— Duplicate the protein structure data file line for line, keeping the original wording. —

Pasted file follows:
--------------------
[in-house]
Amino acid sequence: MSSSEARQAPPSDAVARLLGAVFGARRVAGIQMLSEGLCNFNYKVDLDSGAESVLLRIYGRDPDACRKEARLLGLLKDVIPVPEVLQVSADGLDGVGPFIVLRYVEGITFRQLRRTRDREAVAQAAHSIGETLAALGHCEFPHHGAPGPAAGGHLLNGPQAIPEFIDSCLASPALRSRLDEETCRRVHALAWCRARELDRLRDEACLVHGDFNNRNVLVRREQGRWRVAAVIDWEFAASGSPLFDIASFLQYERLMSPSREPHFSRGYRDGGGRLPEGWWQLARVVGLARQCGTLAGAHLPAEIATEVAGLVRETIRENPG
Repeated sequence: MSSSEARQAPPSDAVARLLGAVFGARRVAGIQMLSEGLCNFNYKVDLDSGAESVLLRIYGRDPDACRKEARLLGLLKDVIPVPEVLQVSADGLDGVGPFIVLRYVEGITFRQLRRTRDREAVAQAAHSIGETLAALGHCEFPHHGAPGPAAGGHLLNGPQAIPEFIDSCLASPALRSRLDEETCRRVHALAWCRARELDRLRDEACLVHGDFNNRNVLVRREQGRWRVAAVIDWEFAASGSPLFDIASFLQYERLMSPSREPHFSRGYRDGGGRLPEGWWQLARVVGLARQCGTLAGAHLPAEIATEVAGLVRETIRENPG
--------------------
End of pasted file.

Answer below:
[in-house]
Amino acid sequence: MSSSEARQAPPSDAVARLLGAVFGARRVAGIQMLSEGLCNFNYKVDLDSGAESVLLRIYGRDPDACRKEARLLGLLKDVIPVPEVLQVSADGLDGVGPFIVLRYVEGITFRQLRRTRDREAVAQAAHSIGETLAALGHCEFPHHGAPGPAAGGHLLNGPQAIPEFIDSCLASPALRSRLDEETCRRVHALAWCRARELDRLRDEACLVHGDFNNRNVLVRREQGRWRVAAVIDWEFAASGSPLFDIASFLQYERLMSPSREPHFSRGYRDGGGRLPEGWWQLARVVGLARQCGTLAGAHLPAEIATEVAGLVRETIRENPG
Repeated sequence: MSSSEARQAPPSDAVARLLGAVFGARRVAGIQMLSEGLCNFNYKVDLDSGAESVLLRIYGRDPDACRKEARLLGLLKDVIPVPEVLQVSADGLDGVGPFIVLRYVEGITFRQLRRTRDREAVAQAAHSIGETLAALGHCEFPHHGAPGPAAGGHLLNGPQAIPEFIDSCLASPALRSRLDEETCRRVHALAWCRARELDRLRDEACLVHGDFNNRNVLVRREQGRWRVAAVIDWEFAASGSPLFDIASFLQYERLMSPSREPHFSRGYRDGGGRLPEGWWQLARVVGLARQCGTLAGAHLPAEIATEVAGLVRETIRENPG